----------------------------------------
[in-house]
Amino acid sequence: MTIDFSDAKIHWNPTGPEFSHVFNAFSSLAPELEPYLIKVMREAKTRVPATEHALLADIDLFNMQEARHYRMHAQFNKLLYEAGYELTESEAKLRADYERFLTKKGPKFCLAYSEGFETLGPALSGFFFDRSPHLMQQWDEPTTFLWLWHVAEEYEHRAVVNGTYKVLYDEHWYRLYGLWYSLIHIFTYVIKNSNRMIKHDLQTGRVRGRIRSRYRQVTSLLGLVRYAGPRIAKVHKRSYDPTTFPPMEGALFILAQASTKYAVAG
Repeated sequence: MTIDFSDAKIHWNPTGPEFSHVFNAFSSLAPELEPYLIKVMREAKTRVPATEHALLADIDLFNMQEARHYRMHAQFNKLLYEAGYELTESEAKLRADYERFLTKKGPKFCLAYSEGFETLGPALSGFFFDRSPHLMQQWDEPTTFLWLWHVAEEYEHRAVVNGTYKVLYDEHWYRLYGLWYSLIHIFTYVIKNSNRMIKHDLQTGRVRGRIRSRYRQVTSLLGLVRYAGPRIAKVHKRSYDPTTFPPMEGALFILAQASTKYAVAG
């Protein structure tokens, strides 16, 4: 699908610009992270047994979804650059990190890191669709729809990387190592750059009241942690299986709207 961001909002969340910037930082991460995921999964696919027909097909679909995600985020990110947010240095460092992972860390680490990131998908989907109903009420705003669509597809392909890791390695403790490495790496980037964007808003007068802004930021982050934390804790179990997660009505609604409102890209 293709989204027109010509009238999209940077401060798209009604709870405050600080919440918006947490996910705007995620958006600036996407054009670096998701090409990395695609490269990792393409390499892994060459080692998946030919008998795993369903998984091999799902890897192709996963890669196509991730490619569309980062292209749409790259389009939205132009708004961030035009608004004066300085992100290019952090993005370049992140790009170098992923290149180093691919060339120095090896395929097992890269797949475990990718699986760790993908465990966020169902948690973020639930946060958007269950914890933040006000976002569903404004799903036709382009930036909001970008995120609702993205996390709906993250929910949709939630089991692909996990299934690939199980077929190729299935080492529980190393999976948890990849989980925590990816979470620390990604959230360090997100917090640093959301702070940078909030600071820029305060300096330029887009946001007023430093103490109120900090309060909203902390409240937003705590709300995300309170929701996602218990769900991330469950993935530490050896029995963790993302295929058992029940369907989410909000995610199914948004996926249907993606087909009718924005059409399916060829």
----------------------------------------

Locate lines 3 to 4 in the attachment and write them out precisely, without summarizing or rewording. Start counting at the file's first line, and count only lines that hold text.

Repeated sequence: MTIDFSDAKIHWNPTGPEFSHVFNAFSSLAPELEPYLIKVMREAKTRVPATEHALLADIDLFNMQEARHYRMHAQFNKLLYEAGYELTESEAKLRADYERFLTKKGPKFCLAYSEGFETLGPALSGFFFDRSPHLMQQWDEPTTFLWLWHVAEEYEHRAVVNGTYKVLYDEHWYRLYGLWYSLIHIFTYVIKNSNRMIKHDLQTGRVRGRIRSRYRQVTSLLGLVRYAGPRIAKVHKRSYDPTTFPPMEGALFILAQASTKYAVAG
């Protein structure tokens, strides 16, 4: 699908610009992270047994979804650059990190890191669709729809990387190592750059009241942690299986709207 961001909002969340910037930082991460995921999964696919027909097909679909995600985020990110947010240095460092992972860390680490990131998908989907109903009420705003669509597809392909890791390695403790490495790496980037964007808003007068802004930021982050934390804790179990997660009505609604409102890209 293709989204027109010509009238999209940077401060798209009604709870405050600080919440918006947490996910705007995620958006600036996407054009670096998701090409990395695609490269990792393409390499892994060459080692998946030919008998795993369903998984091999799902890897192709996963890669196509991730490619569309980062292209749409790259389009939205132009708004961030035009608004004066300085992100290019952090993005370049992140790009170098992923290149180093691919060339120095090896395929097992890269797949475990990718699986760790993908465990966020169902948690973020639930946060958007269950914890933040006000976002569903404004799903036709382009930036909001970008995120609702993205996390709906993250929910949709939630089991692909996990299934690939199980077929190729299935080492529980190393999976948890990849989980925590990816979470620390990604959230360090997100917090640093959301702070940078909030600071820029305060300096330029887009946001007023430093103490109120900090309060909203902390409240937003705590709300995300309170929701996602218990769900991330469950993935530490050896029995963790993302295929058992029940369907989410909000995610199914948004996926249907993606087909009718924005059409399916060829």